CNBC’s Jim Cramer said on Wednesday that he remains confident in the U.S. economy in the coming months despite the significant increase in Covid delta infections recently.
As Wall Street seeks to understand the strength of the recovery, the host of “Mad Money” said he was focusing on the quarterly results of real estate investment trusts and the executives of those companies. Other areas, such as housing and the auto market, are currently too distorted, Cramer said.
“[REITS] have a lot at stake. They and their tenants need to make not short-term commitments based on Covid … “Cramer said.
“It’s one of the best environments in history for commercial real estate. From Kimco for malls, Tangier for outlet stores, Simon Property for malls, Federal Realty for malls, eh well, everything is fine, ”Cramer said, noting Federal Realty just on Wednesday evening raised its profit forecast for 2021 when the second quarter results are released.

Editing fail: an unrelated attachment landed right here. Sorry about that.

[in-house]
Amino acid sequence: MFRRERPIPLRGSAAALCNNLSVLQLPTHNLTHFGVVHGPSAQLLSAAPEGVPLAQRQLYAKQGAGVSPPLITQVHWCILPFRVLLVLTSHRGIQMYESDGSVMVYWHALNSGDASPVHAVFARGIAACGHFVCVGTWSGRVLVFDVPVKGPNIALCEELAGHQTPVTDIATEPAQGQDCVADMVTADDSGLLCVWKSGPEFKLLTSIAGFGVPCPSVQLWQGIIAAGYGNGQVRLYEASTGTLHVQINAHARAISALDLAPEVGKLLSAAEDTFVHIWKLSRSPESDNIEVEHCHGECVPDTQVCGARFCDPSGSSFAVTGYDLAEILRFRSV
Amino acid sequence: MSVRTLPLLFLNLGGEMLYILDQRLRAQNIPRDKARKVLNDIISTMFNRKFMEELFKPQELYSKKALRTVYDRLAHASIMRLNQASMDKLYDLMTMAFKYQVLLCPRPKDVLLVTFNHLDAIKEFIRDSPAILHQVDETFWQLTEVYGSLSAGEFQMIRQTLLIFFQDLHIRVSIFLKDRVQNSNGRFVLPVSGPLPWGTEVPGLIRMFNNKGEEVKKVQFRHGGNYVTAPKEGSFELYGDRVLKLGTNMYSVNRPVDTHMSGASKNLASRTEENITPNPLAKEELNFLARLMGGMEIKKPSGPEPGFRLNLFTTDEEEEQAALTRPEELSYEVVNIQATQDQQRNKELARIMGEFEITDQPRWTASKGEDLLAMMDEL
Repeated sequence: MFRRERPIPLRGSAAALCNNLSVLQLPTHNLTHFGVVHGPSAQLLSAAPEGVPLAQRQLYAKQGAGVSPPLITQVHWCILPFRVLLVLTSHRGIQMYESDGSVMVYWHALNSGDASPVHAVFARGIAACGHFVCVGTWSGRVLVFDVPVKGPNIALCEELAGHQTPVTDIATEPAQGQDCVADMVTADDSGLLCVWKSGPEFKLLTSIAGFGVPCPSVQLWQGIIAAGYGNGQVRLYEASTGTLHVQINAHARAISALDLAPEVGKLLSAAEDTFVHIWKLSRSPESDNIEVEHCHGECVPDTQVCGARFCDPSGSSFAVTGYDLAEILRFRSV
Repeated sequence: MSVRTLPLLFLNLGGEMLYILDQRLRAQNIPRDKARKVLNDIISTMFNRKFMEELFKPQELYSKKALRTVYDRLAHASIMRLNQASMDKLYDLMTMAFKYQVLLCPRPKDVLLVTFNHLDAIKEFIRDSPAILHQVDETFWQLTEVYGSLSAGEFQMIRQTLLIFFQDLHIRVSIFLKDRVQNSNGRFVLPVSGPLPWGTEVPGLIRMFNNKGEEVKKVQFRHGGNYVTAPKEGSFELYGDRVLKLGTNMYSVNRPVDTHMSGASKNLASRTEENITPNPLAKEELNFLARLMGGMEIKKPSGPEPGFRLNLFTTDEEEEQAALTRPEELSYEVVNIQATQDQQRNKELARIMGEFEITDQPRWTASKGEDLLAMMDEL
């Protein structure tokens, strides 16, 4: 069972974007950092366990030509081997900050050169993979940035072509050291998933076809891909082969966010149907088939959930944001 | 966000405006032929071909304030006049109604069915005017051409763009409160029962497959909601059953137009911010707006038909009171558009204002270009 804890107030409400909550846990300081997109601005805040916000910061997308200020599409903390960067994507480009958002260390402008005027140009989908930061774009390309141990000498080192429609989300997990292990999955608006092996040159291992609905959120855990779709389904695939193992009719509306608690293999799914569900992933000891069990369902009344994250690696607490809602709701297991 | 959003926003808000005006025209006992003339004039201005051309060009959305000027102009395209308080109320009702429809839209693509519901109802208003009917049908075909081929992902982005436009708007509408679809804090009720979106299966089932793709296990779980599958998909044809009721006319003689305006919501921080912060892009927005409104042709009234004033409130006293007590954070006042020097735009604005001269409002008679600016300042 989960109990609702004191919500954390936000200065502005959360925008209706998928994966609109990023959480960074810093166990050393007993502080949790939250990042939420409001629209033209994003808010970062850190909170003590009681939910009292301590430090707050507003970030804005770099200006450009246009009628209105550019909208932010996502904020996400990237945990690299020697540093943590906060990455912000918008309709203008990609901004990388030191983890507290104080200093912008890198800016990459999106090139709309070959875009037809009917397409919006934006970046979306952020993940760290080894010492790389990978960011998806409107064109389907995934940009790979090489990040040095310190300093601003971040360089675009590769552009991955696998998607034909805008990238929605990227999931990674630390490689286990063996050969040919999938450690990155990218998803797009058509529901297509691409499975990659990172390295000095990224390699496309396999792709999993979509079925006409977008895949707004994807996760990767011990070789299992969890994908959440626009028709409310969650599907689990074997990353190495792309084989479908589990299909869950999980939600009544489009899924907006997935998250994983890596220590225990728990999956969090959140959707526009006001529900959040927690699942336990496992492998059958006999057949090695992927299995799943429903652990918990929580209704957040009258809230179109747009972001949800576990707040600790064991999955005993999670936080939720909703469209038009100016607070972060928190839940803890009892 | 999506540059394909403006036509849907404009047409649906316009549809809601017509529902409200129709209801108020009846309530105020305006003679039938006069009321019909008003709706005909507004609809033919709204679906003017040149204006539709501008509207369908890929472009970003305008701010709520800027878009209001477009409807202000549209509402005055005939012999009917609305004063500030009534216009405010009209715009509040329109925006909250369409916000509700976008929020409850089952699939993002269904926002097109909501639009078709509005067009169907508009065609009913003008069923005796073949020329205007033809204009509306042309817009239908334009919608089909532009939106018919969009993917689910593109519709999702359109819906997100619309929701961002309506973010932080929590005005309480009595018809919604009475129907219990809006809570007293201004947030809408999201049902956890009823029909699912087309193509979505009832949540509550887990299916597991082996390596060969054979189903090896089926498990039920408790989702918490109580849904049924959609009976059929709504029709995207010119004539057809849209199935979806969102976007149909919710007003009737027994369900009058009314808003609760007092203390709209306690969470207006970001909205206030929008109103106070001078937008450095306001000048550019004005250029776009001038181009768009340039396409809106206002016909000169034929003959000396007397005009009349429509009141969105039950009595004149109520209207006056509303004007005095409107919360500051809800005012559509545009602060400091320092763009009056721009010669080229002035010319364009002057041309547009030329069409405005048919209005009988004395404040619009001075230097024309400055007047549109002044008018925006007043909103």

Cramer also pointed to comments earlier this week from Simon Property Group CEO David Simon, who told analysts that retail sales at his properties in June were on par with June 2019 levels.
“When Tangier, the outlet company, announced yesterday that it felt pressured to significantly increase its forecast. Again, you don’t exceed the forecast for the full year unless you are confident, ”Cramer said.
The aforementioned REITs all deal with different types of tenants, Cramer said, saying it is “encouraging” for investors that management is positive for next year, even at a time when others are uncertain about the economic outlook. . Consumer spending accounts for a large portion of US economic activity.
“When so many different types of retailers predict a healthy consumer environment that grows stronger, not day by day, week, month and year, who are we to say they’re wrong? Cramer said. “I know these Covid numbers are scary… but people who take the virus seriously are already immune and people who don’t take it seriously will not change their behavior even in the midst of a severe outbreak, which means that the economy should end up doing well, if not stronger than we think. ”